points planned at the site.

k) Flare Area

Flare is used to burn all excess gas that is emitted from the process units as well as to burn
some of the waste gas from waste treatment area. The flare is located far from the process
area and administration complex

PROCESS UNIT:

Table below summarizes the layout consideration for process units

Table.10.1 Layout Consideration for Process Unit

PROCESS UNIT LAYOUT CONSIDERATIONS


Process Area ● Located in well ventilated area with leak detector to allow
maximum safety if there is leakage or spillage
● Located as far s possible from ignition sources
Instrumentation ● Instrumentation control cables are routed underground to
prevent any hazards.
● Fireproofing protection should be considered.
● Consider types of fluid, temperatures, pressures and flow
Pipelines
condition
Reactor/Column/Heat ● Isolated from other equipment and from flammable, toxic
Exchanger/Pressure or inert materials.
Vessels ● Consider internal refractory of insulation due to
overheating and rupturing.
PRODUCTION OF ANISOLE 134

Fig.10.1. Plant Layout of anisole Production Plant


PRODUCTION OF ANISOLE 135

Chapter 11

Safety and Environmental Issues

11.1 Exposure Hazards

Workers may be exposed to the organics like anisole, cresols, poly methyl phenols, methanol
and phenol. They should be monitored in a systematic program of medical surveillance that is
intended to prevent occupational injury and disease.
The program should include education of employers and workers about work-related hazards,
placement of workers in jobs that do not jeopardize their safety or health, early detection of
adverse health effects, and referral of workers for diagnosis and treatment. The occurrence of
disease or other work-related adverse health effects should prompt immediate evaluation of
primary preventive measures (e.g., industrial hygiene monitoring, engineering controls, and
personal protective equipment). A medical monitoring program is intended to supplement, not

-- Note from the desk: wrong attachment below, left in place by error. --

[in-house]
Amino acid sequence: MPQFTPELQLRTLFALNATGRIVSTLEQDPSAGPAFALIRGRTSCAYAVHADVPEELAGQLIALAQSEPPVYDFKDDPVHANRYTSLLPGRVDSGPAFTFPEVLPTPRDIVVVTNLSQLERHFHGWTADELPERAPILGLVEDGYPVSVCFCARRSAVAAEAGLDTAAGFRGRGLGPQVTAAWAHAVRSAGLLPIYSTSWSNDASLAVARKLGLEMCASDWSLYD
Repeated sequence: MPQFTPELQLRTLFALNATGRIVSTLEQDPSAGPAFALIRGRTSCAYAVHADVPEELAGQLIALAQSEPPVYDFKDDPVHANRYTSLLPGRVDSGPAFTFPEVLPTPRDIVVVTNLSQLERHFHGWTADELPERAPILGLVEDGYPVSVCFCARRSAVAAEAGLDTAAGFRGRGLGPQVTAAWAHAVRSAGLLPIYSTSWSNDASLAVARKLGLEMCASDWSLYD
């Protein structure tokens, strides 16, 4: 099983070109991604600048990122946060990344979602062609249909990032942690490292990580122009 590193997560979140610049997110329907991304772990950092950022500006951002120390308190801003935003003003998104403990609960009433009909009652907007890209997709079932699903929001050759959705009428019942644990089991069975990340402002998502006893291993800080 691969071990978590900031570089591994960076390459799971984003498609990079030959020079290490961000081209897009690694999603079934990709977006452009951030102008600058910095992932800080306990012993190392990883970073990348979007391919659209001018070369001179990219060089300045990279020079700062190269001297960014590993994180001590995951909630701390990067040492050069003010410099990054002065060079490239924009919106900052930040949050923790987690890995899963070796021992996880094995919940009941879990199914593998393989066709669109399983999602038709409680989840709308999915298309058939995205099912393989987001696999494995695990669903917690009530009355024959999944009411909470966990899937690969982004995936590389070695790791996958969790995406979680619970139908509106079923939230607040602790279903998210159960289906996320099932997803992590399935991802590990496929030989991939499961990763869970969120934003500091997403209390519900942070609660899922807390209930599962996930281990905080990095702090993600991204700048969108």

replace, such measures.
To place workers effectively and to detect and control work-related health effects, medical
evaluations should be performed: before job placement; periodically during the period of
employment; and at the time of job transfer or termination.

11.1.1. Ways Exposure to anisole and first-aid measures

1. INGESTION:
Although ingestion is not thought to produce harmful effects, the material may still be
damaging to the health of the individual following ingestion, especially where pre-existing
organ is damaged or replaced. Limited evidence exists that the substance may cause
irreversible but non-lethal mutagenic effects following a single exposure.
First aid measures: Immediately give a glass of water. Never give anything by mouth to an
unconscious person. Do NOT induce vomiting unless directed to do so by medical personnel.
PRODUCTION OF ANISOLE 136

Loosen tight clothing such as a collar, tie, belt or waistband. Get medical attention if
symptoms appear.

2. EYE CONTACT:
Although the liquid is not thought to be an irritant, direct contact with the eye may produce
transient discomfort characterized by tearing or conjunctival redness (as with windburn).
First aid measures: Check for and remove any contact lenses. In case of contact,
immediately flush eyes with plenty of water for at least 15 minutes occasionally lifting upper
and lower eyelids. Get medical attention.

3. SKIN CONTACT:
Skin contact is not thought to have harmful health effects, however the material may still
produce health damage following entry through wounds, lesions or abrasions. There is some
evidence to suggest that the material may cause moderate inflammation of the skin either
following direct contact or after a delay of some time. Repeated exposure can cause contact
dermatitis which is characterized by redness, swelling and blistering. Open cuts, abraded or
irritated skin should not be exposed to this material. Entry into the blood-stream, through, for
example, cuts, abrasions or lesions, may produce systemic injury with harmful effects.
First aid measures: In case of contact, skin should be immediately flushed with plenty of
water. The irritated skin should be covered with an emollient. Contaminated clothing and
shoes should be removed and washed before reuse. Shoes be thoroughly cleaned before reuse.
Get medical attention. In case of serious skin contact, skin be washed with disinfectant soap
and anti-bacterial cream be applied. Medical attention be sought.

4. INHALATION:
The material is not thought to produce adverse health effects or irritation of the respiratory
tract (as classified using animal models).
Nevertheless, good hygiene practice requires that exposure be kept to a minimum and that
suitable control
measures be used in an occupational setting.Inhalation hazard is increased at higher
PRODUCTION OF ANISOLE 137

temperatures. Limited evidence exists that the substance may cause irreversible but non-lethal
mutagenic effects following a single exposure